A best practice is a method, technique, or procedure shown by research and experience to produce optimal results or a standard way of doing things based on evidence and common agreement. To date, anthropological best practices have mostly been implicit in our education and training. It is time to make them explicit.
These best practices represent a resource for conceptualizing issues, applying a problem-solving orientation, and identifying, testing, and implementing opportunities for change. Inspired by human rights and social justice along with scientific approaches, we should seek to serve the diversity of humanity and foster decisions benefitting organizations and groups equally and equitably. This effort is a “living document” that will evolve with changes in our perspectives on our work. We welcome your feedback and reflections in the space provided on this web page.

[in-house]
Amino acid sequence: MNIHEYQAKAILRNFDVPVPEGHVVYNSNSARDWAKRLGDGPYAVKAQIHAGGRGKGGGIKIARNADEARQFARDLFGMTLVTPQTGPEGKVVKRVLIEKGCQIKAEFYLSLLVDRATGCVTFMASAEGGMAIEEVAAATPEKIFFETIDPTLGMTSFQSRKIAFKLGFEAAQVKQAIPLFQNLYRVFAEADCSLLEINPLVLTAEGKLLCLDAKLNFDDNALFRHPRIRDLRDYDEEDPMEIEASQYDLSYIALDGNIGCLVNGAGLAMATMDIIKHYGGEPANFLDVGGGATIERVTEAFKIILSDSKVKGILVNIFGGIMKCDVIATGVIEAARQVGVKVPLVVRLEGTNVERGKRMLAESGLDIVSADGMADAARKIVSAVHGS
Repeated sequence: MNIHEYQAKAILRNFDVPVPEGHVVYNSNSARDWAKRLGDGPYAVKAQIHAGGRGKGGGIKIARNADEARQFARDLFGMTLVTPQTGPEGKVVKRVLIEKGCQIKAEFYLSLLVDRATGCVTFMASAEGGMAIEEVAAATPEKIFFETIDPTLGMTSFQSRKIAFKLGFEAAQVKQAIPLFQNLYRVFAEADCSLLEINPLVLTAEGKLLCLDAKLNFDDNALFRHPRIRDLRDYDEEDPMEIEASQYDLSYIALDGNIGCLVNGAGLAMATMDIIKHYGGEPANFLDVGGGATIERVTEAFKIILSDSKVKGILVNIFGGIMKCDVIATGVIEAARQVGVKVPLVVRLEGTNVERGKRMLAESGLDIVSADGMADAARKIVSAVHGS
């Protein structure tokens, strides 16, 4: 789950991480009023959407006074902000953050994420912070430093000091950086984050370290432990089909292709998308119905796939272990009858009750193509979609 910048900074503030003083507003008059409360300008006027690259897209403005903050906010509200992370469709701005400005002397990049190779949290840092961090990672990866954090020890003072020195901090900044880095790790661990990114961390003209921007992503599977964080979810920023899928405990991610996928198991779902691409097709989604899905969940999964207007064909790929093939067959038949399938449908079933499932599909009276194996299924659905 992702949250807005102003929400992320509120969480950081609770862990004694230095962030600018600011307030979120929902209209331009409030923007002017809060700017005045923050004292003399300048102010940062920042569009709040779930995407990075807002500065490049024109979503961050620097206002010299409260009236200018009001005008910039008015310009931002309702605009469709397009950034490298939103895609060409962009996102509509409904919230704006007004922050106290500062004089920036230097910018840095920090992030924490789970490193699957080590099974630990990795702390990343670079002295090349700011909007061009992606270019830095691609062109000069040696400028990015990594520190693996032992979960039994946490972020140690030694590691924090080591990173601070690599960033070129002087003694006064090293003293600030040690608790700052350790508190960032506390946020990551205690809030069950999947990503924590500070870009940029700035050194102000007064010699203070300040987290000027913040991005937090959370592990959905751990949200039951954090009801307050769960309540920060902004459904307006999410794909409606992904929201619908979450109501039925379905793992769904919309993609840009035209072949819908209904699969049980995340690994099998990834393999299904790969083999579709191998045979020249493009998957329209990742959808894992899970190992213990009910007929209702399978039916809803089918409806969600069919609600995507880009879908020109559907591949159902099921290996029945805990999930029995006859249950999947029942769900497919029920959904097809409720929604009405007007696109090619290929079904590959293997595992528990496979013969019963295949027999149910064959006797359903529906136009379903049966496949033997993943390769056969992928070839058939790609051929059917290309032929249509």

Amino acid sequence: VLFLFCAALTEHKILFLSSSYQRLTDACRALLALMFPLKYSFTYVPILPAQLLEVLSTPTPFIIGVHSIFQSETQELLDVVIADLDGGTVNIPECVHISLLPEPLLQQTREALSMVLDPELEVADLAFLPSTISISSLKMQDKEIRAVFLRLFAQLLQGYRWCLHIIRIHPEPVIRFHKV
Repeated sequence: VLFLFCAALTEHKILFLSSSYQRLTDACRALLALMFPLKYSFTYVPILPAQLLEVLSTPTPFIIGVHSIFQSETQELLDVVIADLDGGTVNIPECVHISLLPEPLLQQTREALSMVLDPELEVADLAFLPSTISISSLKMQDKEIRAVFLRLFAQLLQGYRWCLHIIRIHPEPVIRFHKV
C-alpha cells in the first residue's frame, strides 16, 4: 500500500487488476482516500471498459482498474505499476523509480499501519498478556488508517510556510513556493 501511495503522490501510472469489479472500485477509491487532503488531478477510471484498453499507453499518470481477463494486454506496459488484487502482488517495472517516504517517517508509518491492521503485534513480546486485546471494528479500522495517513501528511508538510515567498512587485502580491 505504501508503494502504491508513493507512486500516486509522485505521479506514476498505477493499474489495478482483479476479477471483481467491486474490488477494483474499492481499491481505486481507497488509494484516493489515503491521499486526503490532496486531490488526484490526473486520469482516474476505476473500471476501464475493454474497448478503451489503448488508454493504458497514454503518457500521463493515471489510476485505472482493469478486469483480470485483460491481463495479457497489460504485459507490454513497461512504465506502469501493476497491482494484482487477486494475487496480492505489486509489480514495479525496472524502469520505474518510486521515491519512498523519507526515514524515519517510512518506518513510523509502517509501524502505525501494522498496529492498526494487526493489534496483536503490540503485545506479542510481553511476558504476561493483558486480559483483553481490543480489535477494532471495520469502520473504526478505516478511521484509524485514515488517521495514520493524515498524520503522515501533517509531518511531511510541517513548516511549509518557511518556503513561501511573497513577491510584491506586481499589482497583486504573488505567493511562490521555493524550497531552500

The best practices are divided into three sections, broadly covering the major activities in which most anthropologists are engaged. Many items are not exclusive to anthropology but are nonetheless fundamental to applying anthropology successfully. Also, the sections are not mutually exclusive due to the variation in scope of our duties and responsibilities. The first section, Building Trust with Stakeholders, covers most issues faced by anthropologists in most professional circumstances. The second section, Enhancing Operational, Organizational, and Management Effectiveness, is relevant for anthropologists who are working primarily in internal organizational roles. The third section, Protecting Research Participants, Clients, and Ourselves is focused on anthropological research contexts. Following these three sections are References by different areas of practice and General Resources on practice.